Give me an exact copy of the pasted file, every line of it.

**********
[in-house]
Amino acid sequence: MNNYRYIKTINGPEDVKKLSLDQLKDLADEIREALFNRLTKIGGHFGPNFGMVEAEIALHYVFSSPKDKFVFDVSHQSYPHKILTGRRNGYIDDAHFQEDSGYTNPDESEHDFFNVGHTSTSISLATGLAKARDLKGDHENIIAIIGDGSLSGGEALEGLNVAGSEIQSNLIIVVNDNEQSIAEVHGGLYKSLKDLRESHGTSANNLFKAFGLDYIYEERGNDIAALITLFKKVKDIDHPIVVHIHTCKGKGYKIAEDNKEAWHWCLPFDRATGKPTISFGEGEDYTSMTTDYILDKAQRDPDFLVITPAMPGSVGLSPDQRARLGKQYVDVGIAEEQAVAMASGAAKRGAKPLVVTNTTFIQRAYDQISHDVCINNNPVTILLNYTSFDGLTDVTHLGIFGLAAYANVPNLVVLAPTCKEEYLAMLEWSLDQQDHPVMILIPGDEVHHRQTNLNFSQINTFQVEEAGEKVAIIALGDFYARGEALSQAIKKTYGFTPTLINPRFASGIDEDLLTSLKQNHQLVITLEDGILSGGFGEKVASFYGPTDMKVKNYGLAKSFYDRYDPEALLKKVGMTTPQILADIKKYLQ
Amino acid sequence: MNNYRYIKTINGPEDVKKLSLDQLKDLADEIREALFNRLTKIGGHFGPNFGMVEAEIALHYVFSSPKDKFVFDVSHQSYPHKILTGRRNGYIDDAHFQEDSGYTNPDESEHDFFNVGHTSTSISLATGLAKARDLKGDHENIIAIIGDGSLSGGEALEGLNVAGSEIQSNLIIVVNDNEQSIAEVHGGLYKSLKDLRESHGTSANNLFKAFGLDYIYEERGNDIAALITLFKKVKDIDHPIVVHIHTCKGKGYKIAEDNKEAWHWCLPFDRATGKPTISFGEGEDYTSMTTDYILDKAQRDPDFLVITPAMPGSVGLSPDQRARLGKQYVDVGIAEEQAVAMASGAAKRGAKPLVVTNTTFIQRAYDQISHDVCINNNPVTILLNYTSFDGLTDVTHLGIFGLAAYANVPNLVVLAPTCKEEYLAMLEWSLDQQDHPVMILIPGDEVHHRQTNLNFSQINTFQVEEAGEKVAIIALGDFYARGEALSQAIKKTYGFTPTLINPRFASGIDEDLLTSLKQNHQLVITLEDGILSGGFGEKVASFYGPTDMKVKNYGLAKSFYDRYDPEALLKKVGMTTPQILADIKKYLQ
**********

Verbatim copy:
[in-house]
Amino acid sequence: MNNYRYIKTINGPEDVKKLSLDQLKDLADEIREALFNRLTKIGGHFGPNFGMVEAEIALHYVFSSPKDKFVFDVSHQSYPHKILTGRRNGYIDDAHFQEDSGYTNPDESEHDFFNVGHTSTSISLATGLAKARDLKGDHENIIAIIGDGSLSGGEALEGLNVAGSEIQSNLIIVVNDNEQSIAEVHGGLYKSLKDLRESHGTSANNLFKAFGLDYIYEERGNDIAALITLFKKVKDIDHPIVVHIHTCKGKGYKIAEDNKEAWHWCLPFDRATGKPTISFGEGEDYTSMTTDYILDKAQRDPDFLVITPAMPGSVGLSPDQRARLGKQYVDVGIAEEQAVAMASGAAKRGAKPLVVTNTTFIQRAYDQISHDVCINNNPVTILLNYTSFDGLTDVTHLGIFGLAAYANVPNLVVLAPTCKEEYLAMLEWSLDQQDHPVMILIPGDEVHHRQTNLNFSQINTFQVEEAGEKVAIIALGDFYARGEALSQAIKKTYGFTPTLINPRFASGIDEDLLTSLKQNHQLVITLEDGILSGGFGEKVASFYGPTDMKVKNYGLAKSFYDRYDPEALLKKVGMTTPQILADIKKYLQ
Amino acid sequence: MNNYRYIKTINGPEDVKKLSLDQLKDLADEIREALFNRLTKIGGHFGPNFGMVEAEIALHYVFSSPKDKFVFDVSHQSYPHKILTGRRNGYIDDAHFQEDSGYTNPDESEHDFFNVGHTSTSISLATGLAKARDLKGDHENIIAIIGDGSLSGGEALEGLNVAGSEIQSNLIIVVNDNEQSIAEVHGGLYKSLKDLRESHGTSANNLFKAFGLDYIYEERGNDIAALITLFKKVKDIDHPIVVHIHTCKGKGYKIAEDNKEAWHWCLPFDRATGKPTISFGEGEDYTSMTTDYILDKAQRDPDFLVITPAMPGSVGLSPDQRARLGKQYVDVGIAEEQAVAMASGAAKRGAKPLVVTNTTFIQRAYDQISHDVCINNNPVTILLNYTSFDGLTDVTHLGIFGLAAYANVPNLVVLAPTCKEEYLAMLEWSLDQQDHPVMILIPGDEVHHRQTNLNFSQINTFQVEEAGEKVAIIALGDFYARGEALSQAIKKTYGFTPTLINPRFASGIDEDLLTSLKQNHQLVITLEDGILSGGFGEKVASFYGPTDMKVKNYGLAKSFYDRYDPEALLKKVGMTTPQILADIKKYLQ